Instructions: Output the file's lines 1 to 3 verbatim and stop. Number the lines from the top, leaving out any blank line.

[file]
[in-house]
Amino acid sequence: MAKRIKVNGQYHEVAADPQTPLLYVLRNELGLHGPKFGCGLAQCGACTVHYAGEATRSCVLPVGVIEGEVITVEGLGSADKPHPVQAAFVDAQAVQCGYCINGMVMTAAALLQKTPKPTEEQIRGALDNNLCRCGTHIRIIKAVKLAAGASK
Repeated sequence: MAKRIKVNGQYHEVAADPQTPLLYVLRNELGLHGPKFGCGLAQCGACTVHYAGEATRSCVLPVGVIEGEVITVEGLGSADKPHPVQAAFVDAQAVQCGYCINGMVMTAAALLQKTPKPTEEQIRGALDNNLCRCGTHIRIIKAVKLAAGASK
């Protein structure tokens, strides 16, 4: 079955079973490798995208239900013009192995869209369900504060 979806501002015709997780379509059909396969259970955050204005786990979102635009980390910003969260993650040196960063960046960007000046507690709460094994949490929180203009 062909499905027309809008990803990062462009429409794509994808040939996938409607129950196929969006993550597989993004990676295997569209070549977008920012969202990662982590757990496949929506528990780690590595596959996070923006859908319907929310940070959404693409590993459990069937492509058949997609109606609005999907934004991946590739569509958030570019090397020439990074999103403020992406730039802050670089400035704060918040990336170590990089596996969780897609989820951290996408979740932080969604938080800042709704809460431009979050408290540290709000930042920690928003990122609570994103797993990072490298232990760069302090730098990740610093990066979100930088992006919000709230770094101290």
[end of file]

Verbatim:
[in-house]
Amino acid sequence: MAKRIKVNGQYHEVAADPQTPLLYVLRNELGLHGPKFGCGLAQCGACTVHYAGEATRSCVLPVGVIEGEVITVEGLGSADKPHPVQAAFVDAQAVQCGYCINGMVMTAAALLQKTPKPTEEQIRGALDNNLCRCGTHIRIIKAVKLAAGASK
Repeated sequence: MAKRIKVNGQYHEVAADPQTPLLYVLRNELGLHGPKFGCGLAQCGACTVHYAGEATRSCVLPVGVIEGEVITVEGLGSADKPHPVQAAFVDAQAVQCGYCINGMVMTAAALLQKTPKPTEEQIRGALDNNLCRCGTHIRIIKAVKLAAGASK